Italian president likely to ask Berlusconi to form new government

Silvio Berlusconi appeared set to receive a mandate to form a new government Friday, two days after he resigned as Italy's premier following a crushing defeat in a regional election.

Berlusconi's allies expressed their support for a second consecutive Cabinet headed by the conservative media mogul as Italy's president held a second day of talks with party leaders.

"We are working toward the creation of a new (Berlusconi) Cabinet very soon," Gianfranco Fini, the leader of the coalition's second-largest party, said after talks with the president.

"I have the feeling that (the solution to the government crisis) can be very swift," said Fini, who has served as foreign minister and deputy premier.

Fini's support was key for Berlusconi as his National Alliance party had threatened to withdraw its ministers at the height of the crisis earlier this week. Fini is also demanding sweeping policy changes.

Berlusconi stepped down Wednesday, but vowed to form a new Cabinet immediately. He said he could have a lineup of ministers ready by the end of Friday.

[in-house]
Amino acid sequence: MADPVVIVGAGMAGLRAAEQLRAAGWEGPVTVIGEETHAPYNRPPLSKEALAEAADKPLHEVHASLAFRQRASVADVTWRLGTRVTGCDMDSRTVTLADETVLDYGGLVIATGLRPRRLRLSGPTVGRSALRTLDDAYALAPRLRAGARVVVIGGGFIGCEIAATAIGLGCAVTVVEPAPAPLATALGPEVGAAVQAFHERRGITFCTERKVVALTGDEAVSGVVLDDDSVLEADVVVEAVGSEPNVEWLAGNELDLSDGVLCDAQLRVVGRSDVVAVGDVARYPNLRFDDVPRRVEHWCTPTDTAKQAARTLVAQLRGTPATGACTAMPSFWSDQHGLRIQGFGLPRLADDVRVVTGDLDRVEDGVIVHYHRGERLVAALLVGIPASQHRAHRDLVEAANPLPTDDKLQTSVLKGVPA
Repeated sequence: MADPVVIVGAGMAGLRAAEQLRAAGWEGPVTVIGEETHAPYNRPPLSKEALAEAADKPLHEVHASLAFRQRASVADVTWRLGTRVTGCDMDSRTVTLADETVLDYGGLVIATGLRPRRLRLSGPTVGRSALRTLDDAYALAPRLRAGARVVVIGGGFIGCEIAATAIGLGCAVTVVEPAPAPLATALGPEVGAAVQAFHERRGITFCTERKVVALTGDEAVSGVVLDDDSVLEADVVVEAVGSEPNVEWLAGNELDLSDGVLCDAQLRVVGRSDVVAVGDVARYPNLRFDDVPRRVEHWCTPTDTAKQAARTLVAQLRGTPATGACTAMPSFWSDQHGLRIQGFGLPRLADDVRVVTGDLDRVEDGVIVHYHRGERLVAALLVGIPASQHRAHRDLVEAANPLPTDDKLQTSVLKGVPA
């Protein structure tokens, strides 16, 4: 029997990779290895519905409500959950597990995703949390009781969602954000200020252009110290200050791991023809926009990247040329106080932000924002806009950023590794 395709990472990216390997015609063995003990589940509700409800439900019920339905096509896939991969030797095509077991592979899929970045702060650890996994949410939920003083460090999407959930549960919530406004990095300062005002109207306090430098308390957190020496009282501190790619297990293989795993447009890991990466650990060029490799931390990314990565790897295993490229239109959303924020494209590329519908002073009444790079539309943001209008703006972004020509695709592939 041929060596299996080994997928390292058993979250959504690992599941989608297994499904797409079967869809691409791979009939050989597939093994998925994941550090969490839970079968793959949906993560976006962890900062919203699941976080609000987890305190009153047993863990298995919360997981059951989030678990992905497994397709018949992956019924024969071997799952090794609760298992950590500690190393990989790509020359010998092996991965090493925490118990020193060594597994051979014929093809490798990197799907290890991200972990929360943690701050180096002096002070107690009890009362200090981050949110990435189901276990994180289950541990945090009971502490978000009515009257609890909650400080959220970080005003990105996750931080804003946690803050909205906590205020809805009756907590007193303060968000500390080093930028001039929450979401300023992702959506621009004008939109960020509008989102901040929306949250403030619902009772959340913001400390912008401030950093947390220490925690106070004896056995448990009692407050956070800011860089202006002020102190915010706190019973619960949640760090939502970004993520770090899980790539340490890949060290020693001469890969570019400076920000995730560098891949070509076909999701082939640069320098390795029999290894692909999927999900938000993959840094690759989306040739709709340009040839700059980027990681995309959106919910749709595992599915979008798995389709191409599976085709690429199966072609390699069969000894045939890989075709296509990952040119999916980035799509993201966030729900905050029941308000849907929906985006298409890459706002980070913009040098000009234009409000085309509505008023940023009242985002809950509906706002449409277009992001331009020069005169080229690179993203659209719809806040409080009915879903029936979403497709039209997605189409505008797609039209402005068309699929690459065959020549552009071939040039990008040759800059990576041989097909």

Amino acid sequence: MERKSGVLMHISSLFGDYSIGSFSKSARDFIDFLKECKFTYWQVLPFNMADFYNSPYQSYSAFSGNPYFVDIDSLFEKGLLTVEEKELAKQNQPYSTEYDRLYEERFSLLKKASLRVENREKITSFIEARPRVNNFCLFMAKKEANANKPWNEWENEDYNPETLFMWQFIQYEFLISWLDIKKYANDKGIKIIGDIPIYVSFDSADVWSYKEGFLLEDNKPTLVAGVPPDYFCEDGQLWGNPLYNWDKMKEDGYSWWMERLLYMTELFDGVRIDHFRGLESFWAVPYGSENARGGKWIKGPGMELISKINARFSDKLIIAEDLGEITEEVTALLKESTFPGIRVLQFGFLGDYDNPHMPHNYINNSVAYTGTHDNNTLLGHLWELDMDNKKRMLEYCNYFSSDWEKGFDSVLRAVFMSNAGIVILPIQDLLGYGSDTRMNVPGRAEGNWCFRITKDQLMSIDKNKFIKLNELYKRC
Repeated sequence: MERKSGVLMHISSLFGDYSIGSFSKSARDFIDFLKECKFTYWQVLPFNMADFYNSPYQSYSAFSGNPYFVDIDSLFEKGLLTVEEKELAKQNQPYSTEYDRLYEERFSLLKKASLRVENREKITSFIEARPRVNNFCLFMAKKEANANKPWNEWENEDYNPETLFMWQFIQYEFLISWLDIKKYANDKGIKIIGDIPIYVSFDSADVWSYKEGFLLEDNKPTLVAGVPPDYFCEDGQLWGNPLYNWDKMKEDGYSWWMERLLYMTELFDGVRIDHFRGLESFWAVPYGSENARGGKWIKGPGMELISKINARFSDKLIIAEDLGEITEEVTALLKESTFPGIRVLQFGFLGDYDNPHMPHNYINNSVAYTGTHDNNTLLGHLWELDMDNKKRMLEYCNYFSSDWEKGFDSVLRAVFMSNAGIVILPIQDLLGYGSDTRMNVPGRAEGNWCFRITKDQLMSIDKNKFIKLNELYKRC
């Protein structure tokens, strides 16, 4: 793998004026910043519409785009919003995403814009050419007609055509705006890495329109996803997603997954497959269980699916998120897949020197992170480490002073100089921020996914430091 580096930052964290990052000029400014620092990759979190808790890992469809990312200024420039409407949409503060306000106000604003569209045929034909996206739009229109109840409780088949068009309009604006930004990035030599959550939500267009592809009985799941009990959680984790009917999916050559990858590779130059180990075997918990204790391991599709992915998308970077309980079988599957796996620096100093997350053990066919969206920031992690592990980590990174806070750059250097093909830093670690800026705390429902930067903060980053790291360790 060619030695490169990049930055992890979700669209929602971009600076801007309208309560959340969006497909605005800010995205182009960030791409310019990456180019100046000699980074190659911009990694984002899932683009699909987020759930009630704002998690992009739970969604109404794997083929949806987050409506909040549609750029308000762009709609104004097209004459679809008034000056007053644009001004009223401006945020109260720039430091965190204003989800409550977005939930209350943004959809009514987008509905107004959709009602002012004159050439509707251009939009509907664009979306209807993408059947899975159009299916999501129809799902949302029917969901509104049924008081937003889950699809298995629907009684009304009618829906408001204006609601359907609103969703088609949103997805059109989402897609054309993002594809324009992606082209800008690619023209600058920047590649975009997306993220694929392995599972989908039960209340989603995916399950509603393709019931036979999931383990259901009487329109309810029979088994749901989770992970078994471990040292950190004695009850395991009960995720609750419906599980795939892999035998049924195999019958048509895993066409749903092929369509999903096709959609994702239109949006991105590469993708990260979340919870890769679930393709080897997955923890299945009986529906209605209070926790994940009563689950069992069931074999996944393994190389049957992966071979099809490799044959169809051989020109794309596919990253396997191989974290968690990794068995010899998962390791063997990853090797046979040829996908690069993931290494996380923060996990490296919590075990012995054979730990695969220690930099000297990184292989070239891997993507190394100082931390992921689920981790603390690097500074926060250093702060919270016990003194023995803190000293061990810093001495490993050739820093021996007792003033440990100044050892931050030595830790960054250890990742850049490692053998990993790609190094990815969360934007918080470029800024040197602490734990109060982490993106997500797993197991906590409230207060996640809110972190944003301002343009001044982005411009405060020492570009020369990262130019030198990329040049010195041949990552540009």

"I'm working, I'm serene and optimistic, and I think that with dedication and patience problems get solved," Berlusconi was quoted as saying by ANSA late Thursday.

However, one point that remains contentious is the ministry of reforms. The post has been held by the Northern League, which has pushed a massive constitutional reform to delegate more powers to Italy's regions. The bill is awaiting parliamentary approval.

Two other coalition partners, the right-wing National Alliance and a smaller centrist ally, have been skeptical of the reform, and have long complained about Berlusconi's closeness to the League.

President Carlo Azeglio Ciampi is assessing whether the premier has enough support to form a new government. His talks with political parties are set to end at midday.

The president has two options: to dissolve parliament and call early elections or to designate a premier to assemble a new government. He is widely expected to tap Berlusconi to form a new Cabinet to serve until the end of the legislature's term in mid-2006.

The crisis of the ruling conservative coalition stems from an embarrassing defeat suffered in April 3-4 regional elections. Berlusconi's allies demanded that he step down and form a reshuffled Cabinet _ a technique used by several Italian premiers in the past to strengthen faltering coalitions.

Berlusconi, who was elected in 2001 and led Italy's longest-serving postwar government, had resisted the move, sensing it would undermine his image as a new-style politician.

But he was eventually forced to give in after a government partner withdrew its ministers and the National Alliance also threatened to pull out.

ALESSANDRA RIZZO, Associated Press Writer

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